When I first saw The Exorcism of Emily Rose in the theater nine years ago, I couldn’t sleep for two nights afterwards. Even today, I still can’t watch it without losing sleep. Aside from The Exorcist, this is the one movie that still scares the piss out of me no matter what hour of the day I watch it. Based loosely on the real events of the exorcism of Anneliese Michel, a German girl who died at age 23 after experiencing what she and her priests thought was demonic possession, Scott Derrickson’s The Exorcism of Emily Rose focuses mostly on the court proceedings after her death, making this a compelling courtroom drama as well as a horror film.
Erin Bruner (Laura Linney) is a lawyer who is defending a priest, Father Moore (Tom Wilkinson) who is being charged with negligent homicide after a young girl dies shortly after an exorcism. The movie follows the trial as Erin, who herself is an agnostic and doesn’t believe in demonic possession, tries to convince the jury that Emily Rose (Jennifer Carpenter) did not die due to the priest’s neglect and advice to not seek professional medical help, but rather that Emily could not be helped and sought out assistance from the Church only after medicine and psychology had already failed her. Emily’s story is shown through flashbacks, as her health quickly deteriorates due to what is seemingly supernatural causes.
I was raised as a Catholic and to believe that God and the Devil exists, and even though I’m an adult now and make my own conclusions about what is or isn’t real, there’s no doubt that it’s this conditioning of beliefs that make this movie so unbelievably terrifying to me. It also doesn’t hurt that Jennifer Carpenter gives one of the scariest and tormented performances I’ve ever seen. Seriously, I couldn’t watch Dexter without half expecting she was going to start contorting her body and screaming loudly in a demon voice. She makes the green vomit-spewing Linda Blair seem almost cartoonish.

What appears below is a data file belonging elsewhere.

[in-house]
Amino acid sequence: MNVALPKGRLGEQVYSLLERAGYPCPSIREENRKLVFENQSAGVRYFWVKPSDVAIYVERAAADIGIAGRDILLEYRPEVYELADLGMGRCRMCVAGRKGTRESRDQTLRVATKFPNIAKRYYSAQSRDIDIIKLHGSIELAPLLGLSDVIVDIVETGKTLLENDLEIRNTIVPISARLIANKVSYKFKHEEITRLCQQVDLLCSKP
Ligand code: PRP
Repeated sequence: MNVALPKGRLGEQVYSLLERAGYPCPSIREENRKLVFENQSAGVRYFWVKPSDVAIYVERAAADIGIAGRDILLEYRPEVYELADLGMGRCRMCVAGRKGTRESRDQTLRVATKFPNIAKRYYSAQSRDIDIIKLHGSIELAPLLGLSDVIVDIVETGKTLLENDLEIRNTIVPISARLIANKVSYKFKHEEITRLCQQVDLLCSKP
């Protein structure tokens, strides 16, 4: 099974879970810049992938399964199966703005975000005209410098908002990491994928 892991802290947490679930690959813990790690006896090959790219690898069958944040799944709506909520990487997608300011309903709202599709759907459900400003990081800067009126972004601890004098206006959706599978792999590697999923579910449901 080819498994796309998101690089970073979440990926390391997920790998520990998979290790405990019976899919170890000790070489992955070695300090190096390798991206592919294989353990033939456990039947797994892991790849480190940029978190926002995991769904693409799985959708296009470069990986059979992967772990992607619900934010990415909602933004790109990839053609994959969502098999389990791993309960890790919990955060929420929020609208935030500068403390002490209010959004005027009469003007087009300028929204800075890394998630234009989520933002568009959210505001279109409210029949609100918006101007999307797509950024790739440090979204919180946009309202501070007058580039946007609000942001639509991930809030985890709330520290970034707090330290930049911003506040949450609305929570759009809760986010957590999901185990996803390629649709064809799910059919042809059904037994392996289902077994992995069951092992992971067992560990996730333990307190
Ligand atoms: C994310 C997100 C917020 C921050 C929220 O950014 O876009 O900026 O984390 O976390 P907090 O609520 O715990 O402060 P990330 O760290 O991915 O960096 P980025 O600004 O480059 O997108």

The thing I love about this movie is that it’s scary without trying to be too scary. There aren’t many cheap jump scares, and aside from a few cheesier visions of demons, the main scares are presented as a girl who is extremely ill mentally and physically. It also manages to be thought-provoking and frightening at the same time. Like I said, it’s a courtroom drama first and foremost, and the scariest parts involving the titular character, Emily, are presented to us from different people’s perspectives. The arguments on both sides are very convincing. Was what Emily was going through really demonic possession or the result of various psychiatric issues like schizophrenia, for example? It’s easy to write it off as the latter, but it’s impossible to do without undermining other people’s strong religious beliefs. Emily herself was convinced she was possessed and her family believed the same. The movie deals with issues like this, but at the same time, truly explores the possibility that what she thought she was experiencing was, in fact, the result of symptoms of a serious mental illness.
The Exorcism of Emily Rose is my go-to movie if I feel like I don’t want to sleep for a while (which is a rare thing, I like sleep). I actually haven’t watched it in a few years and I don’t think I will any time soon. The fact that it is much more than just an exorcism movie makes it worth watching even for people who aren’t terrified of the idea of demonic possession. It may not be a horror classic like The Exorcist, but the interesting story, as well as the amazing performances by the actors–especially Jennifer Carpenter and Laura Linney–make this one of my favorite underrated horror movies to watch on a rare occasion.